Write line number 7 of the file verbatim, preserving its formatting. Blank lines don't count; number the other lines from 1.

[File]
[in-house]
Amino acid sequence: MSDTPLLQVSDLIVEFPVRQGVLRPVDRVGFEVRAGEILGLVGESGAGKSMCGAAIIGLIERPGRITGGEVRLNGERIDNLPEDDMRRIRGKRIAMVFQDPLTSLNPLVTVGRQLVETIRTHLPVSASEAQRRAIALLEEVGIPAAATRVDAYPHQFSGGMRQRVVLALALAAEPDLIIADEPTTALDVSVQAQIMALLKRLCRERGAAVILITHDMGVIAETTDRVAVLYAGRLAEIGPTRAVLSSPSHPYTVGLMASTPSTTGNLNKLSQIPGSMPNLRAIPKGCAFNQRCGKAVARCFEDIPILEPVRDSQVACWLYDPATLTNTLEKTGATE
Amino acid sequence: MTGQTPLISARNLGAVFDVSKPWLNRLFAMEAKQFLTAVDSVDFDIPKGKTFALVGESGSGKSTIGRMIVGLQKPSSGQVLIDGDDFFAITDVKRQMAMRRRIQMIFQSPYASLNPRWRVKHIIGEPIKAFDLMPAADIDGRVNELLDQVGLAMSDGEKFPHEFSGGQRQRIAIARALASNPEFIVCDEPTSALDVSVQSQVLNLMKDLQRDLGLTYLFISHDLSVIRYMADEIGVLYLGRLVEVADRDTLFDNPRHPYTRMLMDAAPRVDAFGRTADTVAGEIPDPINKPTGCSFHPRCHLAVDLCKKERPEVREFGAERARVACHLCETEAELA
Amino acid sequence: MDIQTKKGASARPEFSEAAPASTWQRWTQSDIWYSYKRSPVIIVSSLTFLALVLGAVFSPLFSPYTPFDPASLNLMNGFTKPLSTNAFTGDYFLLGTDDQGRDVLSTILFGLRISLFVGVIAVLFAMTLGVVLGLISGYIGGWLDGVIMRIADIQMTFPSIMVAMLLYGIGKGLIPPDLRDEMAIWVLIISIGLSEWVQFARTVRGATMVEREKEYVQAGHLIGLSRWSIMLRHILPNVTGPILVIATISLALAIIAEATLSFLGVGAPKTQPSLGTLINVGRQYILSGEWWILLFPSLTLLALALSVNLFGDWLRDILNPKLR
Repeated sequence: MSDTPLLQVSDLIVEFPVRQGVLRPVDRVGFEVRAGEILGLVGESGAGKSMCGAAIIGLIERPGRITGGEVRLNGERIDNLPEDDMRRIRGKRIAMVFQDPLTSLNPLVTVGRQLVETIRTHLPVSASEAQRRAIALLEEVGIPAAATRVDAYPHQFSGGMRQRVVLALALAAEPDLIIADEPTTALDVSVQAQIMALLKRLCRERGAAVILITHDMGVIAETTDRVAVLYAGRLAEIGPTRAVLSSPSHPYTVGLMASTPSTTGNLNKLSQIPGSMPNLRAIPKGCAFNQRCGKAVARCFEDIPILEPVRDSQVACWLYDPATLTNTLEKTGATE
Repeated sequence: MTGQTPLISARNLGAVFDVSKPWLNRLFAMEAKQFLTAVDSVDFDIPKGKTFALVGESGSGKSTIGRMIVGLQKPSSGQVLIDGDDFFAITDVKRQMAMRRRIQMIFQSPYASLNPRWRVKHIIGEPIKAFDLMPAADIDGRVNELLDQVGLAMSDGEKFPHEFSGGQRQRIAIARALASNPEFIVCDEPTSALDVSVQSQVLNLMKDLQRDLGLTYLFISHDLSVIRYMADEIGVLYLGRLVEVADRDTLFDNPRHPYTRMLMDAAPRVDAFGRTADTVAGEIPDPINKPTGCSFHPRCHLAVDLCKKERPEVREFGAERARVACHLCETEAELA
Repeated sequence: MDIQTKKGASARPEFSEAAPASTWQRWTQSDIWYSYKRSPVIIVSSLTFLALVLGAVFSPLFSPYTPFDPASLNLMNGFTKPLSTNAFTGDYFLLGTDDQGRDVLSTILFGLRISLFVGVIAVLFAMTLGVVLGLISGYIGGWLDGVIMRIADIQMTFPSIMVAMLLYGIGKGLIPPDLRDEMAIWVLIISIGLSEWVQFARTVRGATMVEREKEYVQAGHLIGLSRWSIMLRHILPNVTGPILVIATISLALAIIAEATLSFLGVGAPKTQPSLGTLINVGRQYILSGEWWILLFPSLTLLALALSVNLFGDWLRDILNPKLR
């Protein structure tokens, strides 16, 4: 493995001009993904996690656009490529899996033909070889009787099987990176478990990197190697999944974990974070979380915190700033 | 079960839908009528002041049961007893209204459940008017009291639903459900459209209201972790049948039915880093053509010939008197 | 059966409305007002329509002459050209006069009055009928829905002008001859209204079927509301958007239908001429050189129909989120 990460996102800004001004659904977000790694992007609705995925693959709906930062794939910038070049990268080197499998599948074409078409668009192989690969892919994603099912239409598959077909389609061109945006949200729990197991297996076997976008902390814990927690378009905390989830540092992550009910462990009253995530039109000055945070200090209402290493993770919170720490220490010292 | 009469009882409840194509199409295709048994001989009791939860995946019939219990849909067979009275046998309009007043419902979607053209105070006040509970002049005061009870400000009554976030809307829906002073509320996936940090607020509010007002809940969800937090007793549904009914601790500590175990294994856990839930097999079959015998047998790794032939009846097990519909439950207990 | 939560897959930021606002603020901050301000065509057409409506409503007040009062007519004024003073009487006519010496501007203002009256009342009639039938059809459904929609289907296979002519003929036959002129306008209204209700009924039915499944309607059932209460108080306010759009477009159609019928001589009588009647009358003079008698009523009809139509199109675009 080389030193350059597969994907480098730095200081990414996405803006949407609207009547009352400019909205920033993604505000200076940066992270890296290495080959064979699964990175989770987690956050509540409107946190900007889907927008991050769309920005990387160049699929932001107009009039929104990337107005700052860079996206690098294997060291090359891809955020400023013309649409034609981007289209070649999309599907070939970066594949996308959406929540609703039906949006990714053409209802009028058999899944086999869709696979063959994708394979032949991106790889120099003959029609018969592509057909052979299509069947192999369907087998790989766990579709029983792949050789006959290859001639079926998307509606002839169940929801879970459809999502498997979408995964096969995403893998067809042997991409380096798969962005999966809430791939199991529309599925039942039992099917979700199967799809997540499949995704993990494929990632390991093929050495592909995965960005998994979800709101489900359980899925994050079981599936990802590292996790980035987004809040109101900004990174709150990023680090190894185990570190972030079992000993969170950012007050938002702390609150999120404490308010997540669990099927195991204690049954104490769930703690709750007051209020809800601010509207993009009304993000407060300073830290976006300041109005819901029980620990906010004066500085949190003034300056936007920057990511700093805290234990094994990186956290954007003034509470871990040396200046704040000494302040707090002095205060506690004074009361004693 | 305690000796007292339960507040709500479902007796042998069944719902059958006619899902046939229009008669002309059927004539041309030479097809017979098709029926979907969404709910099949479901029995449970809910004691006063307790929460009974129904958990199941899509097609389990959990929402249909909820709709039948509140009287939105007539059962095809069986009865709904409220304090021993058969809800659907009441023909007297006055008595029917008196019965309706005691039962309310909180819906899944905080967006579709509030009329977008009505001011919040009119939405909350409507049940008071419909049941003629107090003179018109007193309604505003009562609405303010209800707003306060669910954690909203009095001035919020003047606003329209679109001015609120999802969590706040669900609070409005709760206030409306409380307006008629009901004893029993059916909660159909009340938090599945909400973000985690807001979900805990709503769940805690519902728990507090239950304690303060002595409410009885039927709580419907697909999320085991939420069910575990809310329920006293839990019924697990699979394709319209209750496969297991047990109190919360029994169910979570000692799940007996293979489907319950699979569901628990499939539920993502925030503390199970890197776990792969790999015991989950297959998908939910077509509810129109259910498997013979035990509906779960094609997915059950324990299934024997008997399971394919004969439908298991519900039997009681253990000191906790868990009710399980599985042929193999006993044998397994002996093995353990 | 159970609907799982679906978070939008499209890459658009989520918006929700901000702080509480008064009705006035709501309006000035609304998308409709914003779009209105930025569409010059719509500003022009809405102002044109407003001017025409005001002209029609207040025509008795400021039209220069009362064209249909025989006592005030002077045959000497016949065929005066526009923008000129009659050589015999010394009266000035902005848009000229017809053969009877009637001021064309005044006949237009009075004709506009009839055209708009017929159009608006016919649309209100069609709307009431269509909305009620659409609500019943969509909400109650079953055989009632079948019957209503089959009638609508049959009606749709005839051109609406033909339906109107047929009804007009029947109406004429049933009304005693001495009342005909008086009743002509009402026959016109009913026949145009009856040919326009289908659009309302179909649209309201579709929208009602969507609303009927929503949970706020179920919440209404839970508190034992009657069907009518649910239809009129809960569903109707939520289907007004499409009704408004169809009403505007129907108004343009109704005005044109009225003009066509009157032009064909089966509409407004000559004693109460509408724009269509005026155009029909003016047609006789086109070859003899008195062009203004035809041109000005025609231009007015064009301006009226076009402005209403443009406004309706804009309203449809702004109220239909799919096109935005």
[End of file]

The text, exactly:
Repeated sequence: MDIQTKKGASARPEFSEAAPASTWQRWTQSDIWYSYKRSPVIIVSSLTFLALVLGAVFSPLFSPYTPFDPASLNLMNGFTKPLSTNAFTGDYFLLGTDDQGRDVLSTILFGLRISLFVGVIAVLFAMTLGVVLGLISGYIGGWLDGVIMRIADIQMTFPSIMVAMLLYGIGKGLIPPDLRDEMAIWVLIISIGLSEWVQFARTVRGATMVEREKEYVQAGHLIGLSRWSIMLRHILPNVTGPILVIATISLALAIIAEATLSFLGVGAPKTQPSLGTLINVGRQYILSGEWWILLFPSLTLLALALSVNLFGDWLRDILNPKLR